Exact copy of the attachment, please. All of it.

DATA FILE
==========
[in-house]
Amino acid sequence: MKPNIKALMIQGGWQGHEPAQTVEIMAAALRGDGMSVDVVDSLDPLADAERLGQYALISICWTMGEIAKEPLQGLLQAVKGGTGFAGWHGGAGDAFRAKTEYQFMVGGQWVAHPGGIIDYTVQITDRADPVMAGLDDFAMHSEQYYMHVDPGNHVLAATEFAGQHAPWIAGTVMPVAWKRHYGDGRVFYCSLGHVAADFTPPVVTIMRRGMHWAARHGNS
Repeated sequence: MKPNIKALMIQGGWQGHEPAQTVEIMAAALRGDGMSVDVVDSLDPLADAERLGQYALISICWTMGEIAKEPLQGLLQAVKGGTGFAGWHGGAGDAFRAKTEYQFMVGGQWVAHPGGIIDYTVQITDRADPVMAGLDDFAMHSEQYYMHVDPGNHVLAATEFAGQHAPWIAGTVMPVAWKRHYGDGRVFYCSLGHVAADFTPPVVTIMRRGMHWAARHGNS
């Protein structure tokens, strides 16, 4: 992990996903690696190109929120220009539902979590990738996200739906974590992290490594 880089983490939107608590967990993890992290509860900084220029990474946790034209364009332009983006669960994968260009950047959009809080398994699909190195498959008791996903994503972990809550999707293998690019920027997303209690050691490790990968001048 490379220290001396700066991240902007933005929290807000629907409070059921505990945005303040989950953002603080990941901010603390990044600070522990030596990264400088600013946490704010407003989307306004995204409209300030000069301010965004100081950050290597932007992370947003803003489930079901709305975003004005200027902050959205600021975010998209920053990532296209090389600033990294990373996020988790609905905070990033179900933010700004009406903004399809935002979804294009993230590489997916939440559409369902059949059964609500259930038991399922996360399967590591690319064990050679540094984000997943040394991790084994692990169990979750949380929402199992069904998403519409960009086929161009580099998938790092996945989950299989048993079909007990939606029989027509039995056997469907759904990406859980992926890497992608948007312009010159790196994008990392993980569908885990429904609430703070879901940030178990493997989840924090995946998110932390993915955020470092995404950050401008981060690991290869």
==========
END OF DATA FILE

[in-house]
Amino acid sequence: MKPNIKALMIQGGWQGHEPAQTVEIMAAALRGDGMSVDVVDSLDPLADAERLGQYALISICWTMGEIAKEPLQGLLQAVKGGTGFAGWHGGAGDAFRAKTEYQFMVGGQWVAHPGGIIDYTVQITDRADPVMAGLDDFAMHSEQYYMHVDPGNHVLAATEFAGQHAPWIAGTVMPVAWKRHYGDGRVFYCSLGHVAADFTPPVVTIMRRGMHWAARHGNS
Repeated sequence: MKPNIKALMIQGGWQGHEPAQTVEIMAAALRGDGMSVDVVDSLDPLADAERLGQYALISICWTMGEIAKEPLQGLLQAVKGGTGFAGWHGGAGDAFRAKTEYQFMVGGQWVAHPGGIIDYTVQITDRADPVMAGLDDFAMHSEQYYMHVDPGNHVLAATEFAGQHAPWIAGTVMPVAWKRHYGDGRVFYCSLGHVAADFTPPVVTIMRRGMHWAARHGNS
């Protein structure tokens, strides 16, 4: 992990996903690696190109929120220009539902979590990738996200739906974590992290490594 880089983490939107608590967990993890992290509860900084220029990474946790034209364009332009983006669960994968260009950047959009809080398994699909190195498959008791996903994503972990809550999707293998690019920027997303209690050691490790990968001048 490379220290001396700066991240902007933005929290807000629907409070059921505990945005303040989950953002603080990941901010603390990044600070522990030596990264400088600013946490704010407003989307306004995204409209300030000069301010965004100081950050290597932007992370947003803003489930079901709305975003004005200027902050959205600021975010998209920053990532296209090389600033990294990373996020988790609905905070990033179900933010700004009406903004399809935002979804294009993230590489997916939440559409369902059949059964609500259930038991399922996360399967590591690319064990050679540094984000997943040394991790084994692990169990979750949380929402199992069904998403519409960009086929161009580099998938790092996945989950299989048993079909007990939606029989027509039995056997469907759904990406859980992926890497992608948007312009010159790196994008990392993980569908885990429904609430703070879901940030178990493997989840924090995946998110932390993915955020470092995404950050401008981060690991290869």